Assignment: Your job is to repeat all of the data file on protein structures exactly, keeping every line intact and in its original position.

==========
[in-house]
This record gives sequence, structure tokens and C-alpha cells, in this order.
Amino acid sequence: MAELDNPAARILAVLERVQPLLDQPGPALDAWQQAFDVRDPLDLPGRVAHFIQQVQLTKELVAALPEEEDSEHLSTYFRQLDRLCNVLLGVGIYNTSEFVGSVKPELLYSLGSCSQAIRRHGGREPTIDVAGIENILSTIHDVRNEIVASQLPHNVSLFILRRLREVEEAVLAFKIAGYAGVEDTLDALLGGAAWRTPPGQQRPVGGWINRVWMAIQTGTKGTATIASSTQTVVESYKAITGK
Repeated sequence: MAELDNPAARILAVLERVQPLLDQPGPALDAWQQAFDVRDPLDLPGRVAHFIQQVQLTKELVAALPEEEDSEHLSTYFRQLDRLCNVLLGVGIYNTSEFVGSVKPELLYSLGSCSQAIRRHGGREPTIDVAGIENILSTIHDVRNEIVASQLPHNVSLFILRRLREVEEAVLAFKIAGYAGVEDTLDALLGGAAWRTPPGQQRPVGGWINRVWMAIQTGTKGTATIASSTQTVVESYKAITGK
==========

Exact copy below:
[in-house]
This record gives sequence, structure tokens and C-alpha cells, in this order.
Amino acid sequence: MAELDNPAARILAVLERVQPLLDQPGPALDAWQQAFDVRDPLDLPGRVAHFIQQVQLTKELVAALPEEEDSEHLSTYFRQLDRLCNVLLGVGIYNTSEFVGSVKPELLYSLGSCSQAIRRHGGREPTIDVAGIENILSTIHDVRNEIVASQLPHNVSLFILRRLREVEEAVLAFKIAGYAGVEDTLDALLGGAAWRTPPGQQRPVGGWINRVWMAIQTGTKGTATIASSTQTVVESYKAITGK
Repeated sequence: MAELDNPAARILAVLERVQPLLDQPGPALDAWQQAFDVRDPLDLPGRVAHFIQQVQLTKELVAALPEEEDSEHLSTYFRQLDRLCNVLLGVGIYNTSEFVGSVKPELLYSLGSCSQAIRRHGGREPTIDVAGIENILSTIHDVRNEIVASQLPHNVSLFILRRLREVEEAVLAFKIAGYAGVEDTLDALLGGAAWRTPPGQQRPVGGWINRVWMAIQTGTKGTATIASSTQTVVESYKAITGK